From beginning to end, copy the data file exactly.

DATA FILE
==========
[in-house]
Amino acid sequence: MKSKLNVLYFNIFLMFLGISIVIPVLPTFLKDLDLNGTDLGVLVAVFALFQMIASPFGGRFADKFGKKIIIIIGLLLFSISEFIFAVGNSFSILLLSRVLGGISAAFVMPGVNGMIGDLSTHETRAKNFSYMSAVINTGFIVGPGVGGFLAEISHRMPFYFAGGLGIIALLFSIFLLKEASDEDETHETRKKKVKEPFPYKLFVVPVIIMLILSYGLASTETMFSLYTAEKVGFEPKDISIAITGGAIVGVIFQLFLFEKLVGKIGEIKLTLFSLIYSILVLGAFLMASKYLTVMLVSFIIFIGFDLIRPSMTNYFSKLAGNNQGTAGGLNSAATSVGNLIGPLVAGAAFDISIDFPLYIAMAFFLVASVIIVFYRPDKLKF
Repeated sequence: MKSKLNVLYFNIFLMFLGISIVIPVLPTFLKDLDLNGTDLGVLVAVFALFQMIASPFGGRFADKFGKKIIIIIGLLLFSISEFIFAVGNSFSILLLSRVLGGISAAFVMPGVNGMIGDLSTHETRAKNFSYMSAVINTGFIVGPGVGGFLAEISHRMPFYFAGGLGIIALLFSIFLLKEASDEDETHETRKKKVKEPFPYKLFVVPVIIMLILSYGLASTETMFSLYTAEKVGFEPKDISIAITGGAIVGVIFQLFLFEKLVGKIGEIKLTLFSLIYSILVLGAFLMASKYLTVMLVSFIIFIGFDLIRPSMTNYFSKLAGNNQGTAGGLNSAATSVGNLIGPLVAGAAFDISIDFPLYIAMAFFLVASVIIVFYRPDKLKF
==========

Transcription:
[in-house]
Amino acid sequence: MKSKLNVLYFNIFLMFLGISIVIPVLPTFLKDLDLNGTDLGVLVAVFALFQMIASPFGGRFADKFGKKIIIIIGLLLFSISEFIFAVGNSFSILLLSRVLGGISAAFVMPGVNGMIGDLSTHETRAKNFSYMSAVINTGFIVGPGVGGFLAEISHRMPFYFAGGLGIIALLFSIFLLKEASDEDETHETRKKKVKEPFPYKLFVVPVIIMLILSYGLASTETMFSLYTAEKVGFEPKDISIAITGGAIVGVIFQLFLFEKLVGKIGEIKLTLFSLIYSILVLGAFLMASKYLTVMLVSFIIFIGFDLIRPSMTNYFSKLAGNNQGTAGGLNSAATSVGNLIGPLVAGAAFDISIDFPLYIAMAFFLVASVIIVFYRPDKLKF
Repeated sequence: MKSKLNVLYFNIFLMFLGISIVIPVLPTFLKDLDLNGTDLGVLVAVFALFQMIASPFGGRFADKFGKKIIIIIGLLLFSISEFIFAVGNSFSILLLSRVLGGISAAFVMPGVNGMIGDLSTHETRAKNFSYMSAVINTGFIVGPGVGGFLAEISHRMPFYFAGGLGIIALLFSIFLLKEASDEDETHETRKKKVKEPFPYKLFVVPVIIMLILSYGLASTETMFSLYTAEKVGFEPKDISIAITGGAIVGVIFQLFLFEKLVGKIGEIKLTLFSLIYSILVLGAFLMASKYLTVMLVSFIIFIGFDLIRPSMTNYFSKLAGNNQGTAGGLNSAATSVGNLIGPLVAGAAFDISIDFPLYIAMAFFLVASVIIVFYRPDKLKF